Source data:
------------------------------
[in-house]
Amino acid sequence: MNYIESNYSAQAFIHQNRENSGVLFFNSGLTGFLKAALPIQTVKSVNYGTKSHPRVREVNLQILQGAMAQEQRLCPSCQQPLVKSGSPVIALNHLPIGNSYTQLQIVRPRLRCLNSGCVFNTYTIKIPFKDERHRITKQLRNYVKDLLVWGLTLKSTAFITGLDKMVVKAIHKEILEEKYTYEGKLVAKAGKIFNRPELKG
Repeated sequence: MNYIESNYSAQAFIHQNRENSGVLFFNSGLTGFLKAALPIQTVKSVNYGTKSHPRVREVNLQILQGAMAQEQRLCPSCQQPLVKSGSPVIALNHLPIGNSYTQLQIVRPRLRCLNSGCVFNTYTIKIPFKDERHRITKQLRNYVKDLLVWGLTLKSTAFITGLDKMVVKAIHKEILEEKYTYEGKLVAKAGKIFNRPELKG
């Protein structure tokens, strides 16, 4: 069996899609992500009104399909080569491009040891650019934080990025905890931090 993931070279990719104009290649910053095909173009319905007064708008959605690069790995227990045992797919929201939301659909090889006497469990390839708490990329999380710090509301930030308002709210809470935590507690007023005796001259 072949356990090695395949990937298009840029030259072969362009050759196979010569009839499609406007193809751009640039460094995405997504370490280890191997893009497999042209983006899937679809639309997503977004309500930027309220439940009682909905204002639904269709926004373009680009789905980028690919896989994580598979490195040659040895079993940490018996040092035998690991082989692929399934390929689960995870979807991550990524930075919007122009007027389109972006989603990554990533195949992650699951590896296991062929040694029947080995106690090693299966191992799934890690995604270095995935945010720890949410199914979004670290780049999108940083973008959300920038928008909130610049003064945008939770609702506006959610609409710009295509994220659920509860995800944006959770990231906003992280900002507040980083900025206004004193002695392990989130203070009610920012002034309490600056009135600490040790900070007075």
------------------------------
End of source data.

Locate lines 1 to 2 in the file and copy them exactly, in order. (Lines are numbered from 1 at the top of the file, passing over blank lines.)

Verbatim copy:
[in-house]
Amino acid sequence: MNYIESNYSAQAFIHQNRENSGVLFFNSGLTGFLKAALPIQTVKSVNYGTKSHPRVREVNLQILQGAMAQEQRLCPSCQQPLVKSGSPVIALNHLPIGNSYTQLQIVRPRLRCLNSGCVFNTYTIKIPFKDERHRITKQLRNYVKDLLVWGLTLKSTAFITGLDKMVVKAIHKEILEEKYTYEGKLVAKAGKIFNRPELKG